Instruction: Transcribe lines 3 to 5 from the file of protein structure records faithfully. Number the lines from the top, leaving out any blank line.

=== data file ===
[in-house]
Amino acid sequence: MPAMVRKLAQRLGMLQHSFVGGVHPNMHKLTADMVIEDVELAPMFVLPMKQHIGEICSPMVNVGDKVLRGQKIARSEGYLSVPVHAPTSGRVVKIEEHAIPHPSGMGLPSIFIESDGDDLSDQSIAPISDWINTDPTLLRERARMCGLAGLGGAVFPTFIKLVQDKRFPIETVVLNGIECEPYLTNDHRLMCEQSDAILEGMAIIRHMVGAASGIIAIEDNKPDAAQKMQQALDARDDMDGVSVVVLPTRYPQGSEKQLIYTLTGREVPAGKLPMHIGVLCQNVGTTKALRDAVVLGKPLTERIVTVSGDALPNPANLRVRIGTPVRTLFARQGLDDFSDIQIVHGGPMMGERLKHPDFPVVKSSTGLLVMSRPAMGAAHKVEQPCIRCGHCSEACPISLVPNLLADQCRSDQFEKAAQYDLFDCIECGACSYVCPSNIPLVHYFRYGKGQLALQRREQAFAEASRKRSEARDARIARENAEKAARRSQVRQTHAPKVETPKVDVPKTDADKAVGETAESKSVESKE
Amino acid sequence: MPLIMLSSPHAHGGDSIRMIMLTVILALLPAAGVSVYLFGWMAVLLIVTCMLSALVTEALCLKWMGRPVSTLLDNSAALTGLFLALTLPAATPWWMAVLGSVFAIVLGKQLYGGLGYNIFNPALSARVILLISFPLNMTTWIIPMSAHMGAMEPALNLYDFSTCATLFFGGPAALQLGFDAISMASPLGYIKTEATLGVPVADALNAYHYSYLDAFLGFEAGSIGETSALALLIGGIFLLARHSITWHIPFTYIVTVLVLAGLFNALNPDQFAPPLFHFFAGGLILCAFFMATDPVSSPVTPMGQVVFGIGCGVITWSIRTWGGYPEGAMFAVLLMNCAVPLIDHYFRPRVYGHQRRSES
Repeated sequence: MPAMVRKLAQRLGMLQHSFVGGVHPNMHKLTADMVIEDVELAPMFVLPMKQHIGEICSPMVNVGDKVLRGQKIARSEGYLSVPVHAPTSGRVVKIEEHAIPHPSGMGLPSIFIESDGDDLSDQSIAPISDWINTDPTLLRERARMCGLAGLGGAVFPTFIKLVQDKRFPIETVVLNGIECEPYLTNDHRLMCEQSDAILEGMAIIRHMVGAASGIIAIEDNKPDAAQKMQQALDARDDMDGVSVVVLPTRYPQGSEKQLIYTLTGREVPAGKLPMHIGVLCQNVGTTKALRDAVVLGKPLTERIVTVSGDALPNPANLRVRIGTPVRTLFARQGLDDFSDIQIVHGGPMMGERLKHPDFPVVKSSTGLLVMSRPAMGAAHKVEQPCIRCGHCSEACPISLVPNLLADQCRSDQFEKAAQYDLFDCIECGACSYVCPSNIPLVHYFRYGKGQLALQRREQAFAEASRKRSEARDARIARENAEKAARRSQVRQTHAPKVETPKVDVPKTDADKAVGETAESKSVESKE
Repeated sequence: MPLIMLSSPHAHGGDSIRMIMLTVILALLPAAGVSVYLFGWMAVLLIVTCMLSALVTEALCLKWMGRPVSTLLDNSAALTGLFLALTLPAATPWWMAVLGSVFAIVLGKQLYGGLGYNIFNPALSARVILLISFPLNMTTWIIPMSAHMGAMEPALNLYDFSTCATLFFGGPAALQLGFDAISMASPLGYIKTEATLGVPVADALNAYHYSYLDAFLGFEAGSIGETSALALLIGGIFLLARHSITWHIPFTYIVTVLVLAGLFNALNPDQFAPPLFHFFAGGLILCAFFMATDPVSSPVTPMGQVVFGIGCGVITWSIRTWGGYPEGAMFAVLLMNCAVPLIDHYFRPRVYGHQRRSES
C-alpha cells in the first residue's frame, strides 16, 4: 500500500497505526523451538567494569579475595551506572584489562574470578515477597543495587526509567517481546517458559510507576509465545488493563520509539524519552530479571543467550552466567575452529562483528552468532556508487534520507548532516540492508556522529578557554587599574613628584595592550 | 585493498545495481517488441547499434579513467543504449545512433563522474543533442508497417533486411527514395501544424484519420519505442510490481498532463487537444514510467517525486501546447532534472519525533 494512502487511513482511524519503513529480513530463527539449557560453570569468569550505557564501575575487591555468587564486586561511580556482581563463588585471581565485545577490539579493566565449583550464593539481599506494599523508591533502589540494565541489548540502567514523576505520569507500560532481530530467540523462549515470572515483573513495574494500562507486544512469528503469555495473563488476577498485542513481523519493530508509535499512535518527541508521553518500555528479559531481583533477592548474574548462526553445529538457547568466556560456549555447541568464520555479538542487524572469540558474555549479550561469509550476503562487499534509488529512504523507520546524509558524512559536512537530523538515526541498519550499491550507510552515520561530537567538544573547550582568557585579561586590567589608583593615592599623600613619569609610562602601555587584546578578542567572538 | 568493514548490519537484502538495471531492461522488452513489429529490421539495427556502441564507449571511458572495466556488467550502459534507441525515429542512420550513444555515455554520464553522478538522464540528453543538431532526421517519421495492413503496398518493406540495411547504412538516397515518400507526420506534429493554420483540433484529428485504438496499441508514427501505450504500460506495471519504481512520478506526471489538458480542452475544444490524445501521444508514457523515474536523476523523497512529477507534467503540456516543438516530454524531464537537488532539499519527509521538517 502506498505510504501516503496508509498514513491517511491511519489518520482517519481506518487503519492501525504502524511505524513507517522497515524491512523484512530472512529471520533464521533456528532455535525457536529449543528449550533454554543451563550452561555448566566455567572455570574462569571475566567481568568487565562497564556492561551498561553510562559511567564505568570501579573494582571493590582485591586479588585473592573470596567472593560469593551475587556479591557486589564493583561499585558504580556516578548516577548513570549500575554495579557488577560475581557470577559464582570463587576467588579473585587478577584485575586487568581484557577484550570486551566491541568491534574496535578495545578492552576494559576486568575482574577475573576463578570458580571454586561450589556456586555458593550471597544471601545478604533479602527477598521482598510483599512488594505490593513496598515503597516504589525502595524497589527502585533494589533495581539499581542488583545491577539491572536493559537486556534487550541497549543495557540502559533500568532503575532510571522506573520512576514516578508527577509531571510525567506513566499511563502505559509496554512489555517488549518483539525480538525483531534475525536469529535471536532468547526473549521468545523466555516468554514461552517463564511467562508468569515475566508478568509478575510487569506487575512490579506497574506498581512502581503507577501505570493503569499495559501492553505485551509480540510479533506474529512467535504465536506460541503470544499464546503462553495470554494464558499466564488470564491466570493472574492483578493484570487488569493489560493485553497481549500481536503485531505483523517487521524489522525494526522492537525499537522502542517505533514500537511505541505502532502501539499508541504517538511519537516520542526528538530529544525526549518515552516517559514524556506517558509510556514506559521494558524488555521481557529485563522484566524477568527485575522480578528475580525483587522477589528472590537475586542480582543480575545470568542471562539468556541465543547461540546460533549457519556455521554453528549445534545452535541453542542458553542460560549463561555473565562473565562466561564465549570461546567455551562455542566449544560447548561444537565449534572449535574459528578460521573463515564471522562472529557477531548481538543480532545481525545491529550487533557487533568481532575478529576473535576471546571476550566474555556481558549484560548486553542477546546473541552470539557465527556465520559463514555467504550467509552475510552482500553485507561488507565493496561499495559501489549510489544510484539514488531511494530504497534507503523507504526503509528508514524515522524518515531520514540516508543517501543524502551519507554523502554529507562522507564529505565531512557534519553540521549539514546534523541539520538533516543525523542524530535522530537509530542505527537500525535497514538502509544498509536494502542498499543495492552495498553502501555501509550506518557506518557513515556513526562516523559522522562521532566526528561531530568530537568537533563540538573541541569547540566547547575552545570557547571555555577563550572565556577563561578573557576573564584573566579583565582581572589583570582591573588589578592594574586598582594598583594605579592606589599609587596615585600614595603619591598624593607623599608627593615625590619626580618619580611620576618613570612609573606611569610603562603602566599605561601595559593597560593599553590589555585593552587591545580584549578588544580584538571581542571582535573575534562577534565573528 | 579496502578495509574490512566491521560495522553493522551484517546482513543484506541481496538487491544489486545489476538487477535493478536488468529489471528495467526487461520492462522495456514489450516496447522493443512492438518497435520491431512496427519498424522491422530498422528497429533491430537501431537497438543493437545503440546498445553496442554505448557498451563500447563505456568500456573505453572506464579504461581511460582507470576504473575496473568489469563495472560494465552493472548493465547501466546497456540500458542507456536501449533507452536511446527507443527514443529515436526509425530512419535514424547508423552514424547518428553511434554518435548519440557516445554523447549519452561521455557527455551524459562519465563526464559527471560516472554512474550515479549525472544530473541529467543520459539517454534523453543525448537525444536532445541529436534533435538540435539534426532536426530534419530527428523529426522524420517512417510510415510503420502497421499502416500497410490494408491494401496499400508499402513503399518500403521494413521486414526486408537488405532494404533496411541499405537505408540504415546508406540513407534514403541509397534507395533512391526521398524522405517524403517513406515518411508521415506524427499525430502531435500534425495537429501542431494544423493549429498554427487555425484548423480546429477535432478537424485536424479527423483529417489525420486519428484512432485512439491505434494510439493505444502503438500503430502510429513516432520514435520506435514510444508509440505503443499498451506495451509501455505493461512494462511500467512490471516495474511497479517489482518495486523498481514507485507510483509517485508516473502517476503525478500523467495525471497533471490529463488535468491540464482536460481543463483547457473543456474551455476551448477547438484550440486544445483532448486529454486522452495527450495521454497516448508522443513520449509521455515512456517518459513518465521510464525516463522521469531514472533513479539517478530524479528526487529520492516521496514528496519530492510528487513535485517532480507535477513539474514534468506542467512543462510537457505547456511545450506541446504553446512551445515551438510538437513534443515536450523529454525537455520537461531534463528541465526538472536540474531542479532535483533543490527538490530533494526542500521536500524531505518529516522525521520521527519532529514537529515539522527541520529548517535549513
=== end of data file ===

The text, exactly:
Amino acid sequence: MPLIMLSSPHAHGGDSIRMIMLTVILALLPAAGVSVYLFGWMAVLLIVTCMLSALVTEALCLKWMGRPVSTLLDNSAALTGLFLALTLPAATPWWMAVLGSVFAIVLGKQLYGGLGYNIFNPALSARVILLISFPLNMTTWIIPMSAHMGAMEPALNLYDFSTCATLFFGGPAALQLGFDAISMASPLGYIKTEATLGVPVADALNAYHYSYLDAFLGFEAGSIGETSALALLIGGIFLLARHSITWHIPFTYIVTVLVLAGLFNALNPDQFAPPLFHFFAGGLILCAFFMATDPVSSPVTPMGQVVFGIGCGVITWSIRTWGGYPEGAMFAVLLMNCAVPLIDHYFRPRVYGHQRRSES
Repeated sequence: MPAMVRKLAQRLGMLQHSFVGGVHPNMHKLTADMVIEDVELAPMFVLPMKQHIGEICSPMVNVGDKVLRGQKIARSEGYLSVPVHAPTSGRVVKIEEHAIPHPSGMGLPSIFIESDGDDLSDQSIAPISDWINTDPTLLRERARMCGLAGLGGAVFPTFIKLVQDKRFPIETVVLNGIECEPYLTNDHRLMCEQSDAILEGMAIIRHMVGAASGIIAIEDNKPDAAQKMQQALDARDDMDGVSVVVLPTRYPQGSEKQLIYTLTGREVPAGKLPMHIGVLCQNVGTTKALRDAVVLGKPLTERIVTVSGDALPNPANLRVRIGTPVRTLFARQGLDDFSDIQIVHGGPMMGERLKHPDFPVVKSSTGLLVMSRPAMGAAHKVEQPCIRCGHCSEACPISLVPNLLADQCRSDQFEKAAQYDLFDCIECGACSYVCPSNIPLVHYFRYGKGQLALQRREQAFAEASRKRSEARDARIARENAEKAARRSQVRQTHAPKVETPKVDVPKTDADKAVGETAESKSVESKE
Repeated sequence: MPLIMLSSPHAHGGDSIRMIMLTVILALLPAAGVSVYLFGWMAVLLIVTCMLSALVTEALCLKWMGRPVSTLLDNSAALTGLFLALTLPAATPWWMAVLGSVFAIVLGKQLYGGLGYNIFNPALSARVILLISFPLNMTTWIIPMSAHMGAMEPALNLYDFSTCATLFFGGPAALQLGFDAISMASPLGYIKTEATLGVPVADALNAYHYSYLDAFLGFEAGSIGETSALALLIGGIFLLARHSITWHIPFTYIVTVLVLAGLFNALNPDQFAPPLFHFFAGGLILCAFFMATDPVSSPVTPMGQVVFGIGCGVITWSIRTWGGYPEGAMFAVLLMNCAVPLIDHYFRPRVYGHQRRSES